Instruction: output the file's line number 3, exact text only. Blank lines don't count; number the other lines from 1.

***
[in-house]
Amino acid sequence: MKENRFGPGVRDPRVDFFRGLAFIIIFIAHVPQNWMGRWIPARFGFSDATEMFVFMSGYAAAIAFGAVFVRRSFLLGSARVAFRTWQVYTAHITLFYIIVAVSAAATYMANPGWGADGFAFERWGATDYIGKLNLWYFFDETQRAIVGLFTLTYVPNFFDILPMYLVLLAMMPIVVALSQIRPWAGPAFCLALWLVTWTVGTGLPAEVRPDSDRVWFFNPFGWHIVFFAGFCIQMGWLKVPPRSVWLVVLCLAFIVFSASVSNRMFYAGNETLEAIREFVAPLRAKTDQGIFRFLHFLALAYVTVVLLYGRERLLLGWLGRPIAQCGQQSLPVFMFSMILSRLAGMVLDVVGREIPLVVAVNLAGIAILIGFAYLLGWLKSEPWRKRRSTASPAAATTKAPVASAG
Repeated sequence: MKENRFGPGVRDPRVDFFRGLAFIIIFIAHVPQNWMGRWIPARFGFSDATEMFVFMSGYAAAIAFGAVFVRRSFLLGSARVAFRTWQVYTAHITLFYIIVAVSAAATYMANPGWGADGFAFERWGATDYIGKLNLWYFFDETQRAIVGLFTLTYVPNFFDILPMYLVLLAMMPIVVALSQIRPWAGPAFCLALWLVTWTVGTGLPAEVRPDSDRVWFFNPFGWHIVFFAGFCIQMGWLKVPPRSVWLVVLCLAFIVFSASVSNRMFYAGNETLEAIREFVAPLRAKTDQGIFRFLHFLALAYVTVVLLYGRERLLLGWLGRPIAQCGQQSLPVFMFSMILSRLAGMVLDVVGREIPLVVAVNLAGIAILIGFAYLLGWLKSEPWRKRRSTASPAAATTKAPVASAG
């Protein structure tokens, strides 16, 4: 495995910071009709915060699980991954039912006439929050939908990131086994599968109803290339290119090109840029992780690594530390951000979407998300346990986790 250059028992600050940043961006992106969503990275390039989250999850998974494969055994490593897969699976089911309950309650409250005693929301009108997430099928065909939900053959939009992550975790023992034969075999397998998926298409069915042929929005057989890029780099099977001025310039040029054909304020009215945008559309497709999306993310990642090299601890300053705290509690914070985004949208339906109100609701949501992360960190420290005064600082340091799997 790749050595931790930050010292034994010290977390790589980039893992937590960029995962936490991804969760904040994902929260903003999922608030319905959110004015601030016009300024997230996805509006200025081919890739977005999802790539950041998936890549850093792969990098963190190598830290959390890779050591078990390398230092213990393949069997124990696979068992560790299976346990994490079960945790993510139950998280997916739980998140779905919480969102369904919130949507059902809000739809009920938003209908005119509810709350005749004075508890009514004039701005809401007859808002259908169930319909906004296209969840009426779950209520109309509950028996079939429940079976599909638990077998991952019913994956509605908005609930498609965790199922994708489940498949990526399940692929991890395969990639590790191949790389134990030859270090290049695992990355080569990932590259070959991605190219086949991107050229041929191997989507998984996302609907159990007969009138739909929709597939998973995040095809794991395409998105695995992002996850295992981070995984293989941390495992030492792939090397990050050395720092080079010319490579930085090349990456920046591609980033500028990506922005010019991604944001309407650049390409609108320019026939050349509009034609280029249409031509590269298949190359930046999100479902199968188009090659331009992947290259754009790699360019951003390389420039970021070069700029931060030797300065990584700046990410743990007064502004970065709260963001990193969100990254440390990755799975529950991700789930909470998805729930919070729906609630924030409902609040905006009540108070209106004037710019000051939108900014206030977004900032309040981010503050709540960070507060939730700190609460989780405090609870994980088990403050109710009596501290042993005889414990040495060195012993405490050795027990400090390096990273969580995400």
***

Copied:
Repeated sequence: MKENRFGPGVRDPRVDFFRGLAFIIIFIAHVPQNWMGRWIPARFGFSDATEMFVFMSGYAAAIAFGAVFVRRSFLLGSARVAFRTWQVYTAHITLFYIIVAVSAAATYMANPGWGADGFAFERWGATDYIGKLNLWYFFDETQRAIVGLFTLTYVPNFFDILPMYLVLLAMMPIVVALSQIRPWAGPAFCLALWLVTWTVGTGLPAEVRPDSDRVWFFNPFGWHIVFFAGFCIQMGWLKVPPRSVWLVVLCLAFIVFSASVSNRMFYAGNETLEAIREFVAPLRAKTDQGIFRFLHFLALAYVTVVLLYGRERLLLGWLGRPIAQCGQQSLPVFMFSMILSRLAGMVLDVVGREIPLVVAVNLAGIAILIGFAYLLGWLKSEPWRKRRSTASPAAATTKAPVASAG